In summary, adrenal HB is a rare tumor, and its unusual anatomical location and histopathological features may pose a diagnostic challenge. HB should be distinguished from their morphological mimickers, such as pheochromocytoma, PEComa, other vascular tumors, and metastatic RCC. Considering the rarity of adrenal HB, we present a case report of adrenal HB to provide recommendations for its accurate diagnosis and increased awareness of this disease.


Ethics Statement

This case report was approved by the IRB of Chonnam Natinal University Hwasun Hospital (CNUHH-2021-240). Informed consent was obtained from the participant included in the study.

Availability of Data and Material

The datasets generated or analyzed during the study are available from the corresponding author on reasonable request.

Code Availability

Not applicable.

Author Contributions

Conceptualization: CC. Data curation: JYK, KHL, JHC. Investigation: JYK. Methodology: YJK, KHL, HSC. Supervision: CC. Visualization: JYK. Writing—original draft: JYK. Writing—review & editing: CC, JHC. Approval of final manuscript: all authors.

Conflicts of Interest

J.H.C., a contributing editor of the Journal of Pathology and Translational Medicine, was not involved in the editorial evaluation or decision to publish this article. All remaining authors have declared no conflicts of interest.

Funding Statement

No funding to declare.

Fig. 1
(A) Magnetic resonance imaging reveals a 4.2 × 3.6 × 4.2 cm mass in the left adrenal gland. (B) Gross examination shows an encapsulated nodular mass.
Fig. 2
The tumor is encapsulated by a fibrous wall (A) and is composed of alternating hypercellular and hypocellular areas (B). Vascular structures with vacuolated stromal cells (C, D) are observed.
Fig. 3
Immunohistochemical staining shows that the vascular endothelial cells are positive for CD31 (A). The stromal cells are positive for NSE (B), S-100 protein (C), and synaptophysin (D). However, they are negative for chromogranin A (E) and GATA3 (F).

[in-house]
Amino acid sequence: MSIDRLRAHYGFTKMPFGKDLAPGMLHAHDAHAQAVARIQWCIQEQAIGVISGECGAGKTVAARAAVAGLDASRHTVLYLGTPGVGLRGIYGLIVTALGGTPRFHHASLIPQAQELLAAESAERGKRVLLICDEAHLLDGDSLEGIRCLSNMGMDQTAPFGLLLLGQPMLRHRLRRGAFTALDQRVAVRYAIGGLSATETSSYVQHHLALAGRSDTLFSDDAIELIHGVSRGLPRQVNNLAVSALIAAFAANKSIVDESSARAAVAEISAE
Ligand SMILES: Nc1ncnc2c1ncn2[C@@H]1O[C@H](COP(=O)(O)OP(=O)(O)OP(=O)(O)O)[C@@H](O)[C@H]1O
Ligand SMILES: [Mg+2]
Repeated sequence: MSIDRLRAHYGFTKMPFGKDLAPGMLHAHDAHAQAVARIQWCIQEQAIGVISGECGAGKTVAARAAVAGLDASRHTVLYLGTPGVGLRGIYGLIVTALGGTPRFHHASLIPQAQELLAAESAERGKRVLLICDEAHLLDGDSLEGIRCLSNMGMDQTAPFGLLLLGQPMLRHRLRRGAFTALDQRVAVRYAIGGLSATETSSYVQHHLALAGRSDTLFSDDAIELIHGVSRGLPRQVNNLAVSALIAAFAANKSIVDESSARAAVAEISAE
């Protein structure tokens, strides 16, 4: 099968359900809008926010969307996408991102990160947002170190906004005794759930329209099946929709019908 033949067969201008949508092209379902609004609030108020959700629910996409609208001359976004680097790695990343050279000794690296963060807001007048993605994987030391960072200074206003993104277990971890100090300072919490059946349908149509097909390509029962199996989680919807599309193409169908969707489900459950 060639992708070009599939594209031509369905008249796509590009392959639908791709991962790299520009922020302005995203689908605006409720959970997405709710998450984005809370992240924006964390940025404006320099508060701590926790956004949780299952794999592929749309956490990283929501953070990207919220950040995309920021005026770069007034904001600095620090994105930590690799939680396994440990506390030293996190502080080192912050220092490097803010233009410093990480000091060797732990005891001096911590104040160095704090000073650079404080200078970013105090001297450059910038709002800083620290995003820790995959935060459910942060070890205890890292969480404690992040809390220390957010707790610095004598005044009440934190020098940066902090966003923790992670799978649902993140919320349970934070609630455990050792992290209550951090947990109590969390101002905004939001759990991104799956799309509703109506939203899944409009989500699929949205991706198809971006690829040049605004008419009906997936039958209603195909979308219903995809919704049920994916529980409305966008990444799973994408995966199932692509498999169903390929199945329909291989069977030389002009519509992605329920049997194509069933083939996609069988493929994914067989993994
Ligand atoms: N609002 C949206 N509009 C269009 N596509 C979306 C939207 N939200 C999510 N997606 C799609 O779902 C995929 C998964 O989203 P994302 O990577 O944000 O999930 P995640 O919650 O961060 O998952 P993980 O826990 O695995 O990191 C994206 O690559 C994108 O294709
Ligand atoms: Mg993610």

Table 1
Reported cases of hemangioblastoma of the adrenal gland in the literature
Case Age (yr)/Sex Clinical feature Size/Weight Microscopic findings Immunohistochemical or special stain/EM Association with VHL syndrome Follow-up
Burns et al. (1987) [6] 23/F Erythrocytosis (hematocrit, 58%) 5.0 cm Abundant thin-walled blood vessels; stromal cells, large cells with vacuolated clear cytoplasm Stromal cell with fat vacuole Yes NA
Itoh et. al. (1988) [7] 49/M Incidentally found; elevated noradrenalin (187.4 μg/day) and dopamine (2,308 μg/day) in urine 2.7 cm Abundant capillary structures; stromal cells, large ovoid NSE (+), fat stain (+) No NA
Nonaka et al. (2007) [3] 30/F Cerebellar and spinal HB, bilateral adrenal HB 0.9 cm; 0.5 cm Focal cavernous vascular spaces; stromal cells, vacuolated large with amphophilic cytoplasm, round to oval nuclei S-100 protein (+, focal), chromogranin (+), CD31 (−), CD34 (−) Yes NA
Browning and Parker (2008) [8] 30/M Bilateral adrenal HB, spinal and cerebellar HB, pancreatic and renal cysts, cystic renal cell carcinoma (suspicious) Not identified (12.5 g; 8.3 g) Abundant capillaries; stromal spindled cells. Stromal cells; large, intimately connected with vascular walls Chromogranin (+), vimentin (+), S-100 protein (−) Yes NA
Current case 54/F Incidentally found 4.2 cm Abundant capillaries; stromal cells, vacuolated or amphophilic cytoplasm CD34 (−), CD31 (−), inhibin-alpha (−), EMA (−), CK (−), CA-9 (−), CD10 (−), S-100 protein (+), synaptophysin (+), NSE (+) No Alive (1 yr)

EM, electron microscopy; VHL, von Hippel-Lindau; F, female; NA, not available; M, male; NSE, neuron-specific enolase; HB, hemangioblastoma; EMA, epithelial membrane antigen; CK, cytokeratin; CA-9, carbonic anhydrase 9.

Table 2
The mutated genes found in the targeted sequencing
Gene symbol RefSeq Amino acid Nucleotide No. of variants/Total VAF (%)
CIC NM_015125.3 Pro911Gln 2732C>A 160/365 43.84
FLCN NM_144997.5 Ser575Leu 1724C>T 165/347 47.55
FLT1 NM_002019.4 Ala673Val 2018C>T 348/734 47.41
PARP1 NM_001618.3 Val991Ala 2972T>C 297/555 53.51

RefSeq, Reference sequence; VAF, variant allele frequency.